The types of data being collected will ultimately determine the D&I strategy’s direction. For instance, monitoring the proportion of different nationalities in a given market and location and comparing it to the company’s employee mix can reveal some gaps. This approach can be brought to all levels and types of diversity, including age, gender, ethnicity, nationality, and religion. Legal counsel's input is crucial when collecting data, as laws vary greatly across states and countries.

When armed with a strategy that captures diversity and inclusion data and compares it to relevant thresholds in key areas of recruitment and employee experience, organizations can set measurable goals, according to Allegis Group.

Build a sense of belonging
A sense of belonging is essential for employees to be able to bring their best foot forward. It’s one of the most significant psychological needs that need to be met for employees to feel connected with their employer and organization.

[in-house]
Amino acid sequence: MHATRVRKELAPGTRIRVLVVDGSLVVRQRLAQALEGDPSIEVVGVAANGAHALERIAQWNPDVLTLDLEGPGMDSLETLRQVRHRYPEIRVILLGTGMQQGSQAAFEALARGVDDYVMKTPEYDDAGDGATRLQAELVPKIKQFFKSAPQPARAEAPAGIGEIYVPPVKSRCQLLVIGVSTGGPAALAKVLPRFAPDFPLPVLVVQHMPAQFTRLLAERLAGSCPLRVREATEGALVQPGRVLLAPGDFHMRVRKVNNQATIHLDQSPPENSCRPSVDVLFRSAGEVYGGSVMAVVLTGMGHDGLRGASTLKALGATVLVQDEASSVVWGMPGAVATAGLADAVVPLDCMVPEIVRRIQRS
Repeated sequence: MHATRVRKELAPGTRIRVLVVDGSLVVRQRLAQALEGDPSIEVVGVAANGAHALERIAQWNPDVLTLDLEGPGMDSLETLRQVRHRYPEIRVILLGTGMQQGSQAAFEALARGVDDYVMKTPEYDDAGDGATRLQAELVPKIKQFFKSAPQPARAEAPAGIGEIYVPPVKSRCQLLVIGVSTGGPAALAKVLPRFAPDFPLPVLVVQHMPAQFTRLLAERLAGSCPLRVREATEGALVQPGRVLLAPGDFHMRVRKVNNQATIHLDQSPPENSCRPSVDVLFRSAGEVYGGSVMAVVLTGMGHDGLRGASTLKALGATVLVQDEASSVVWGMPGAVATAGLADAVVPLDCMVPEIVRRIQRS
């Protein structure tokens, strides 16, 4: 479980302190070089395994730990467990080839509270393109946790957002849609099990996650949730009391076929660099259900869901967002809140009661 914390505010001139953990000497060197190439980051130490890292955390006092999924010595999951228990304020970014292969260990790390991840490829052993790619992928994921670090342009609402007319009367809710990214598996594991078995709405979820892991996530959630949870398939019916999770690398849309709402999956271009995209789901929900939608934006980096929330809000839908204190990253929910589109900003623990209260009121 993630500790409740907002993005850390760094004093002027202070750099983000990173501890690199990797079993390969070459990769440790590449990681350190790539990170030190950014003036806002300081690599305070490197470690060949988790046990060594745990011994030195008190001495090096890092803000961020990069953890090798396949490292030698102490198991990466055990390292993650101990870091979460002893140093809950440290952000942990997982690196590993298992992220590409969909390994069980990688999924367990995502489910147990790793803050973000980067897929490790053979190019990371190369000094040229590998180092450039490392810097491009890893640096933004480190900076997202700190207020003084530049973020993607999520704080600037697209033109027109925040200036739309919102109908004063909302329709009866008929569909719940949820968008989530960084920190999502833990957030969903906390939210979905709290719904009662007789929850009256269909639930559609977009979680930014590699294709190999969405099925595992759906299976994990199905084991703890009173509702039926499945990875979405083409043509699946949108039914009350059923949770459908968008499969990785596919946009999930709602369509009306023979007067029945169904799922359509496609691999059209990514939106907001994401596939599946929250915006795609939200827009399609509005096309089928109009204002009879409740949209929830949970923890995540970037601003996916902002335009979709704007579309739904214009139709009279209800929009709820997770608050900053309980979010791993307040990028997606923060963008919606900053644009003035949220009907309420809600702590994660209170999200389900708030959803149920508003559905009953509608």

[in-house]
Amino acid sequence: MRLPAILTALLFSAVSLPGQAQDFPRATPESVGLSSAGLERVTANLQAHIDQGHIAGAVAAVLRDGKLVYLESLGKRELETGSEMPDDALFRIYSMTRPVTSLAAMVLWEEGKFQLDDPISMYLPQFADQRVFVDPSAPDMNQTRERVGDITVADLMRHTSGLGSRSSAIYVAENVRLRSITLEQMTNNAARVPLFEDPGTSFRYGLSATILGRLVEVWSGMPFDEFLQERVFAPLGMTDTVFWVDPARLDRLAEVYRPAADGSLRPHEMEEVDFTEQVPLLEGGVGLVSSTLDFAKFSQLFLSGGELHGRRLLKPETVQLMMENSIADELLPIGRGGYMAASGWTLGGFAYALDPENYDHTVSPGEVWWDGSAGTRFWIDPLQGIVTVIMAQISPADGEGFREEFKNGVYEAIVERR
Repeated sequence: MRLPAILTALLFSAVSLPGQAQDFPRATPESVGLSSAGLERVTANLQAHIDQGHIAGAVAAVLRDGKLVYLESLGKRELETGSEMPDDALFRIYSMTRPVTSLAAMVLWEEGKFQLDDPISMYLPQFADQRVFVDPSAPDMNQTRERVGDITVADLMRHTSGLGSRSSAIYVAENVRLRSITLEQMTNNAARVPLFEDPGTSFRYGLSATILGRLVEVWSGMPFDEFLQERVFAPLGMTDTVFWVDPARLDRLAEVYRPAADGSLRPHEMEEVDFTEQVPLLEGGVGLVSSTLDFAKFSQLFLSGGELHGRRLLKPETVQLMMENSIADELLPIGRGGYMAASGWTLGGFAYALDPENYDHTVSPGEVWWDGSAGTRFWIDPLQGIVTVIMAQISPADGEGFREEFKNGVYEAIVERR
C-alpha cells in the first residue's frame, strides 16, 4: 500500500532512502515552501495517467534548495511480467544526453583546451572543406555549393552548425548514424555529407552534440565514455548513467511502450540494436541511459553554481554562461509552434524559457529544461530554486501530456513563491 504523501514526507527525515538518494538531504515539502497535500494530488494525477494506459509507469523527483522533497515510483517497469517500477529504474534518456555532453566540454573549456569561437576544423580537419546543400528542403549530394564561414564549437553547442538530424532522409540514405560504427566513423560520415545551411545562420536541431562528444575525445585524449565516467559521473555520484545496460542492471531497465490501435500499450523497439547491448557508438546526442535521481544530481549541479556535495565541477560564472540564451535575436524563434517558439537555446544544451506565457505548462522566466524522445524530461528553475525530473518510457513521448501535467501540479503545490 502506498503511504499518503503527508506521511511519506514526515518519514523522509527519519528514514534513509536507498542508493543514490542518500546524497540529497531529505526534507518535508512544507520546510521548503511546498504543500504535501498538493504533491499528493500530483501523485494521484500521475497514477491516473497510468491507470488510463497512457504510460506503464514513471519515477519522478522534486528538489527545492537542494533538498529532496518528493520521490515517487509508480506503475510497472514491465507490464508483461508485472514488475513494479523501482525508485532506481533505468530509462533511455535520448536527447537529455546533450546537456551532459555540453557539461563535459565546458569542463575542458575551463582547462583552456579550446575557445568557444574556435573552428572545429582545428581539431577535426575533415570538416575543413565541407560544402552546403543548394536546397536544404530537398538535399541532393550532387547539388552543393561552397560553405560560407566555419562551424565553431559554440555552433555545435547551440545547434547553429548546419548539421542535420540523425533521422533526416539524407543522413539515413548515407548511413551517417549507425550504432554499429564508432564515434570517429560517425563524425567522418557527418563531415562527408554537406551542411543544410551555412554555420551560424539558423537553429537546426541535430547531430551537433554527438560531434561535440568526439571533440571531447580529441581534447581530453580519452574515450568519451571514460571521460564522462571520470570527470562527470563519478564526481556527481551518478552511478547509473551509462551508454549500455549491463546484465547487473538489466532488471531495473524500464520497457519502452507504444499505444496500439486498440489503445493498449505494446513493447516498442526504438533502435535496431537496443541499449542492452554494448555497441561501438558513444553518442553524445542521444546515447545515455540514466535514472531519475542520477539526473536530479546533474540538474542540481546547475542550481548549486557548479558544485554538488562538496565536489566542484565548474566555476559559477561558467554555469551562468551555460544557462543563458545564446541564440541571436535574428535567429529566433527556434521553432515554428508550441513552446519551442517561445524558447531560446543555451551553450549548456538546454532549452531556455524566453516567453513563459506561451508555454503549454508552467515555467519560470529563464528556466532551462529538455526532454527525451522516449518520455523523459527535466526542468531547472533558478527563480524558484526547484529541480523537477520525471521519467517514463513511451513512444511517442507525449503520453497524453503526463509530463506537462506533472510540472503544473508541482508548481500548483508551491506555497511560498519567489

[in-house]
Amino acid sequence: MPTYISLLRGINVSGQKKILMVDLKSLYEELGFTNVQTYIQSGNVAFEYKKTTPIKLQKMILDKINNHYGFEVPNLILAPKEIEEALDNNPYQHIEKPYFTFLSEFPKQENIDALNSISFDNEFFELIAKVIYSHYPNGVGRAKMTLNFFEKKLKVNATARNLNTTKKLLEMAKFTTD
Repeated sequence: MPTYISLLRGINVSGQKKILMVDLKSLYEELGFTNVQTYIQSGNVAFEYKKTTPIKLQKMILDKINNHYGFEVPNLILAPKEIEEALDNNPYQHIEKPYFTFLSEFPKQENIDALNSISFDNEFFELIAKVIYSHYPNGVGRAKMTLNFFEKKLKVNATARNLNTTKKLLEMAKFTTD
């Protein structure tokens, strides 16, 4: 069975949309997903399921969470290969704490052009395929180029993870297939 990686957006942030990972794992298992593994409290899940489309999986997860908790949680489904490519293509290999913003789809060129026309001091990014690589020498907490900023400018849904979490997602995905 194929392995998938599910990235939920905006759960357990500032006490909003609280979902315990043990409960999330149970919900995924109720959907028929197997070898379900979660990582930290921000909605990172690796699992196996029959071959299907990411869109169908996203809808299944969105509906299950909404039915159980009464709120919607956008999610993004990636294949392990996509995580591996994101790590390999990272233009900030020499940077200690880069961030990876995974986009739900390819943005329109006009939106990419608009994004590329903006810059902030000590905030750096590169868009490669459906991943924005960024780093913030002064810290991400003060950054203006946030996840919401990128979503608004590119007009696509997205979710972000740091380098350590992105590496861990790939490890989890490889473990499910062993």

Be fair toward all employees
Fairness is a prerequisite for employees to feel accepted and valued. Unfair salaries and benefits packages for employees from different backgrounds result in unhealthy workplace culture and a lack of diversity.

Provide equal growth opportunities
Opportunity for growth is one of the main factors that attract and keep talent within organizations. Thus, employers need to be careful about offering fair and equal growth and career advancement opportunities for their employees.

Uphold innovation and creativity
To build a diverse workplace, employers must support creativity within their organizations. If innovation and creativity are not part of your primary business goals, it will be hard to build and maintain workplace diversity.